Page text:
10 Things You Must Try When You Travel To Assam
An Incredible Journey
I traveled to North East India the first time in the year 1997, when I was in my 9th Grade. That was the first time I was ever stepping out of my house without any help of my parents. It was an exciting feeling. This period was also the peak of insurgency in the State. When I told my parents I want to travel to North East India, the answer was a plain NO. But, eventually, I convinced them.
Since then, I have traveled to Assam several times, and I have seen the State very closely as it went through the change, trying to struggle between embracing the modernity and retaining the traditional values.
No matter what changes the modern India might have brought in, Assam still has a uniqueness which keeps the people of the State firmly connected to their roots. And that clearly reflects in their lifestyle. This is what makes me coming back here.
Last year, I spent more than 6 months in various parts of the State. Sharing with you, the 10 things you must try when you visit Assam.
1. Be A Part Of The Bihu Festival
The most important festival of the state is the Bihu Festival, which is celebrated thrice in a year. The Bhogali Bihu or Maagh Bihu in January, Rongali Bihu or Bohag Bihu in April and Kongali Bihu or Kaati in October.
The most important of the three is the Rongali or Bohag Bihu, also known as Baisakhi in the rest of the country. Come April and the entire state immerses itself in the flamboyance of happiness, joy and merriment.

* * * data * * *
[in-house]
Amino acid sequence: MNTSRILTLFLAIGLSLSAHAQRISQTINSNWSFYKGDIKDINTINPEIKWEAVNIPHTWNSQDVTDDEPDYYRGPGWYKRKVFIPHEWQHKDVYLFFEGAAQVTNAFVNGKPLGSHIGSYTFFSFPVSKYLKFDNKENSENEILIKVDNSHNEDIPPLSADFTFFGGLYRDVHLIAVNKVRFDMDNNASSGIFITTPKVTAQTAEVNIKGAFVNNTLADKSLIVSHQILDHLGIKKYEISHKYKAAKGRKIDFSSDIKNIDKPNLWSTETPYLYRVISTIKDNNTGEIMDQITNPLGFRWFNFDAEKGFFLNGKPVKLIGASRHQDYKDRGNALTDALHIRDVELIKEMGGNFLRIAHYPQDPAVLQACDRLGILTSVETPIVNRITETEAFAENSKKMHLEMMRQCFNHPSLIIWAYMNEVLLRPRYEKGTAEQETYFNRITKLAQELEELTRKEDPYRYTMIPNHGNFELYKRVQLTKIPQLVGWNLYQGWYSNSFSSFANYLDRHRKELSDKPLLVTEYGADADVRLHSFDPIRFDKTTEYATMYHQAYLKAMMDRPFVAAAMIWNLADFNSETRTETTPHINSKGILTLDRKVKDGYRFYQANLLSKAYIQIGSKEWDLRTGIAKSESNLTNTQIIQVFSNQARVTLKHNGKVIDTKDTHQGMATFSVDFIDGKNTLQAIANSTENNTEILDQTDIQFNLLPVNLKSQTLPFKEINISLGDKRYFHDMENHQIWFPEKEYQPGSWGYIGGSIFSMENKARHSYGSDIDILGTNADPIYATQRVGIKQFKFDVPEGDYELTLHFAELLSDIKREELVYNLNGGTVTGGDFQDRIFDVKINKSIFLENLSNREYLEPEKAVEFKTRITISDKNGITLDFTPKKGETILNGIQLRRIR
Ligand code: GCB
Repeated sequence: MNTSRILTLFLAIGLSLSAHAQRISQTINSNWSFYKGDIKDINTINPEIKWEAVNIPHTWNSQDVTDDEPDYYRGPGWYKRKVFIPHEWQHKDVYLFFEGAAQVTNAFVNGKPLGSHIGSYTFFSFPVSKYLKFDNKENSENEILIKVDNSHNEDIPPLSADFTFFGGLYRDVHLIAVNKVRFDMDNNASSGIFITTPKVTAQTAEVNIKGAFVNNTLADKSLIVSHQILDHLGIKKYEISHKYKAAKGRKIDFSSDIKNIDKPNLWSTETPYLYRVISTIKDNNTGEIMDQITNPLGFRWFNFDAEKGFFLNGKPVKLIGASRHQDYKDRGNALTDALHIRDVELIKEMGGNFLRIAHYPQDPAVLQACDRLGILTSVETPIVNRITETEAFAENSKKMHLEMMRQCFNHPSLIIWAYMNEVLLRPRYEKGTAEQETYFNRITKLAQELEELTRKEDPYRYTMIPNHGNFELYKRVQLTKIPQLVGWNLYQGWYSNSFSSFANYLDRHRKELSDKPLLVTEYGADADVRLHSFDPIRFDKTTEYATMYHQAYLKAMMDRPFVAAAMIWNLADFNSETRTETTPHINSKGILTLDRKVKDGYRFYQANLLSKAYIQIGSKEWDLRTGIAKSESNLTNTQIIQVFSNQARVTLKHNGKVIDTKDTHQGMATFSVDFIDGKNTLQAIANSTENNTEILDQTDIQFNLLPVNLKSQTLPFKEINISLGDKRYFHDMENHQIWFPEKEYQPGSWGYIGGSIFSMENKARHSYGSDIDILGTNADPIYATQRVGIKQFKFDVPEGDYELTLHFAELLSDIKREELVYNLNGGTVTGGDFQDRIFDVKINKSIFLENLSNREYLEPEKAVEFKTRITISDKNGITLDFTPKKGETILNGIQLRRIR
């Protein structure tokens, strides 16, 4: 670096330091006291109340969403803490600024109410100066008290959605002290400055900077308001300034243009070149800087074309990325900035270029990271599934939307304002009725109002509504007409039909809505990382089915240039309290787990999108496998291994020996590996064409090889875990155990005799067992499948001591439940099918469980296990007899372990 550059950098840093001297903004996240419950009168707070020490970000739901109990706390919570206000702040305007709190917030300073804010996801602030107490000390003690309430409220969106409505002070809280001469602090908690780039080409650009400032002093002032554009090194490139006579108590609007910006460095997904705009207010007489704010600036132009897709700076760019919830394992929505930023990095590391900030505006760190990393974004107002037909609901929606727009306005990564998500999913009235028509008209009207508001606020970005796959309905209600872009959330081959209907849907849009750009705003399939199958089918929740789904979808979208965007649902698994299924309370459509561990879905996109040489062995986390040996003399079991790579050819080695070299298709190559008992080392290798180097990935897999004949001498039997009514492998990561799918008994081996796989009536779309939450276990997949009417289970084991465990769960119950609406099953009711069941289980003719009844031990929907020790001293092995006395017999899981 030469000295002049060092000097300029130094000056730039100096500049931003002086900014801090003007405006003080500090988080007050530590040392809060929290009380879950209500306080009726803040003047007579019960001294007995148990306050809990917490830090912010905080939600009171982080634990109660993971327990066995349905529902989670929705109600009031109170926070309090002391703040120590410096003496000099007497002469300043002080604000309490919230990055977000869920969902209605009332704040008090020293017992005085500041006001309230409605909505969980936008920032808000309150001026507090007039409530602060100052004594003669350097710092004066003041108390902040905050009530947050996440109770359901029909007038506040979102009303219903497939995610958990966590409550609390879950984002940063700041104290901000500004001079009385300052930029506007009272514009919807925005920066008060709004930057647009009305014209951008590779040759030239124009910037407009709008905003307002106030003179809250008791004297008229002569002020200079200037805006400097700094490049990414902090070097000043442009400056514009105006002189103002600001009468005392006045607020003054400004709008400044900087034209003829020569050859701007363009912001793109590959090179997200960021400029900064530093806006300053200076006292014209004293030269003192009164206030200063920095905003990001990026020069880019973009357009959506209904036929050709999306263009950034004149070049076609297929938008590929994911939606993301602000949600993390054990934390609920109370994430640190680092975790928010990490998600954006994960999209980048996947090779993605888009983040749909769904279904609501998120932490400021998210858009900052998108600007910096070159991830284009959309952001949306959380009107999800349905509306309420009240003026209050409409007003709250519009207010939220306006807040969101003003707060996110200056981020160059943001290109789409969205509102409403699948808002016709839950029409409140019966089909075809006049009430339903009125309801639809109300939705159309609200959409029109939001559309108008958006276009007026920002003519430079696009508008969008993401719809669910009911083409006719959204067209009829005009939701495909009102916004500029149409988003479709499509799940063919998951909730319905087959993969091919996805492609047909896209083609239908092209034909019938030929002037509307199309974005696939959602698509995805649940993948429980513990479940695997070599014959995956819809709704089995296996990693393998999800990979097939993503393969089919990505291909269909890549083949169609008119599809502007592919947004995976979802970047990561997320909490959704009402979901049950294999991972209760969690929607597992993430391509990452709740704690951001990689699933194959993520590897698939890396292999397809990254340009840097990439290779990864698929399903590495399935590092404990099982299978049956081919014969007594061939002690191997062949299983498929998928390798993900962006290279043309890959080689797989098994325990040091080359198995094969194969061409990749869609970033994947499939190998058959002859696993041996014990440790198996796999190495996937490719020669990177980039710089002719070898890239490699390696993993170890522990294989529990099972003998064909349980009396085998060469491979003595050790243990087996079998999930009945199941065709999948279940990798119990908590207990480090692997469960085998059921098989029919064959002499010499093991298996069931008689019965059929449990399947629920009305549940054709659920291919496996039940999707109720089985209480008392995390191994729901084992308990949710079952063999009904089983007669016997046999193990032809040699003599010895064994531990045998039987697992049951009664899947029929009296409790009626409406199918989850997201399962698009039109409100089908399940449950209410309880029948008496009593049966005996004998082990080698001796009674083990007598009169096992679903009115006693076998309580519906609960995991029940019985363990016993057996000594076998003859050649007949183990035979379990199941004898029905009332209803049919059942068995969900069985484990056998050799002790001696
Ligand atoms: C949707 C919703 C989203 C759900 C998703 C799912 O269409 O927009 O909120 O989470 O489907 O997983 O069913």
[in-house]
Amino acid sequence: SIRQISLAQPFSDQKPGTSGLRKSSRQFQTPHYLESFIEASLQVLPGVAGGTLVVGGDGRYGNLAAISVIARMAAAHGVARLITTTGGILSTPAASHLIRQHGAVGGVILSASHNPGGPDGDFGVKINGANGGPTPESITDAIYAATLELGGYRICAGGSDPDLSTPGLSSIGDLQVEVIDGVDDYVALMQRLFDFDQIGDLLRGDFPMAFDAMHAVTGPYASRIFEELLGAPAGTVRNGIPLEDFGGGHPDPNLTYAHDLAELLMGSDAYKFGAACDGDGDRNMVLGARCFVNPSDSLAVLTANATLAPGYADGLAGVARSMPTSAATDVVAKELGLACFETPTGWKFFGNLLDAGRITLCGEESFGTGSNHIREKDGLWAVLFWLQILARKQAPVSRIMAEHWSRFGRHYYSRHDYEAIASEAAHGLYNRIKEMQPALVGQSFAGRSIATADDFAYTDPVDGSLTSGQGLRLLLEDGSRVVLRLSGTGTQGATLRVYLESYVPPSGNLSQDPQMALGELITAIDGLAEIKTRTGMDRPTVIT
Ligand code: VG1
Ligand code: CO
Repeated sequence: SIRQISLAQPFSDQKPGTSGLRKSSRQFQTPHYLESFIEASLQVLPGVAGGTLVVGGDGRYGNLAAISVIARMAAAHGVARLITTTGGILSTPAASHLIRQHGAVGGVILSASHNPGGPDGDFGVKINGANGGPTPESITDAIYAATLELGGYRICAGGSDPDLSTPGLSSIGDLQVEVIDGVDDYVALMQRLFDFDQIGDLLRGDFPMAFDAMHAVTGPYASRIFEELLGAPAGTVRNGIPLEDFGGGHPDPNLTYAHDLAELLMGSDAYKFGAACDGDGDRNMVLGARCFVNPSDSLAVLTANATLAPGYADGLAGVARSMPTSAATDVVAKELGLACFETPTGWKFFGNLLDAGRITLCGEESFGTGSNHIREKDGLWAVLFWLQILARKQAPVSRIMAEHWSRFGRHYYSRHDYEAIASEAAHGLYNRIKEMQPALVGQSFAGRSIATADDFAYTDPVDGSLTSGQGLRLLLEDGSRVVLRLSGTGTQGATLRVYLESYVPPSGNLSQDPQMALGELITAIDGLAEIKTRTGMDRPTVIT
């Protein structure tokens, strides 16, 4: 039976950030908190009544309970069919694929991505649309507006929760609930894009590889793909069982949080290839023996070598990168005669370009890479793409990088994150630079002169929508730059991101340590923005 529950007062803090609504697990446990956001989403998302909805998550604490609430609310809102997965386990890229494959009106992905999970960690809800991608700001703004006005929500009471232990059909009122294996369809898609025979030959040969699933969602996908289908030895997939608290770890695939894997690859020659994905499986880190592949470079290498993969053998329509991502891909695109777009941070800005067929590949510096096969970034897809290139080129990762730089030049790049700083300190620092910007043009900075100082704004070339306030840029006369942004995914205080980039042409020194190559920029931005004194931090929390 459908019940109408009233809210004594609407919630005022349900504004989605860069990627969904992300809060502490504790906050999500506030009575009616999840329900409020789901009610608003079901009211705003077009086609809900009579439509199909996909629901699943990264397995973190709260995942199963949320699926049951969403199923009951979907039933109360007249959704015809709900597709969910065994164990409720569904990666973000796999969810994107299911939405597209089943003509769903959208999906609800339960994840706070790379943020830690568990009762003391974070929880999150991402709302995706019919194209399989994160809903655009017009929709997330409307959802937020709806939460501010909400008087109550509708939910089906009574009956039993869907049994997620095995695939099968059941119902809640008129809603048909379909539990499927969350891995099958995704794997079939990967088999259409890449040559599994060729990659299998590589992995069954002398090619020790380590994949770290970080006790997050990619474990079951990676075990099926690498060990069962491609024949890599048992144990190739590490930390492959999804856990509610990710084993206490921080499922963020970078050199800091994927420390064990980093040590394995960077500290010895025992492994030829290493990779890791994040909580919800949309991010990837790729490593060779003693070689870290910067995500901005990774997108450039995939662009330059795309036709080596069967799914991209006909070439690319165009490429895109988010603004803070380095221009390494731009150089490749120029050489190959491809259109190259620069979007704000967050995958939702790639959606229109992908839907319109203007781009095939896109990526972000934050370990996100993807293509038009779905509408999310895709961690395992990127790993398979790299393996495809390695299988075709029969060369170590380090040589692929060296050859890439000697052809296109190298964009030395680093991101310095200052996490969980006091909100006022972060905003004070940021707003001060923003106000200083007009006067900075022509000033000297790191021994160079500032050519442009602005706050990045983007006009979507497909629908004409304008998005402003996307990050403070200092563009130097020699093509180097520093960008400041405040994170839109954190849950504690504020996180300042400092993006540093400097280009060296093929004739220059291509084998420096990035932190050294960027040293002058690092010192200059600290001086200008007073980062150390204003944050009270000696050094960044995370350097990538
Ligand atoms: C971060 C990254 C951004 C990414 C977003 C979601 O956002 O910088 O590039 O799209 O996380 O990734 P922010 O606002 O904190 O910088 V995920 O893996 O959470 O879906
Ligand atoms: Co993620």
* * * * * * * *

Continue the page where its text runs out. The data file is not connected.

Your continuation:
The women wear the traditional Assamese Silk Sarees, essentially with a red bordered pattern and red tatoos on the hands, that adds to their charm and beauty. The men wear a silk woven turban also called the Gamochas again woven in red and white colours.
A live Bihu performance is a delightful experience. The men usually sporting the huge drums and singing the harvest songs produce foot-tapping tunes and the women dance to these tunes gently swaying their arms in the air.
Be a Native
2. Try Wearing the Traditional Assamese Costume
The best way to learn about a place is to be a part of the tradition itself. Be a native, and you will come to know more than you have ever thought of. The traditional Assamese Costume is essentially a hand-loom woven silk or cotton wear.
The men wear a long shirt called the Kurtas with a wrap around lowers called the Dhuti. Women wear the authentic Assamese Silk Sarees with usually a red border, a color which signifies happiness, wealth and prosperity.
3. Spend Time Learning The Assamese Language
One of the biggest surprises that I encountered in this visit to Assam was their Ancient Script called the Tai Ahom. I had never heard of this before, until I dropped into a friends place for dinner, when I noticed volumes of books written in traditional Tai Language.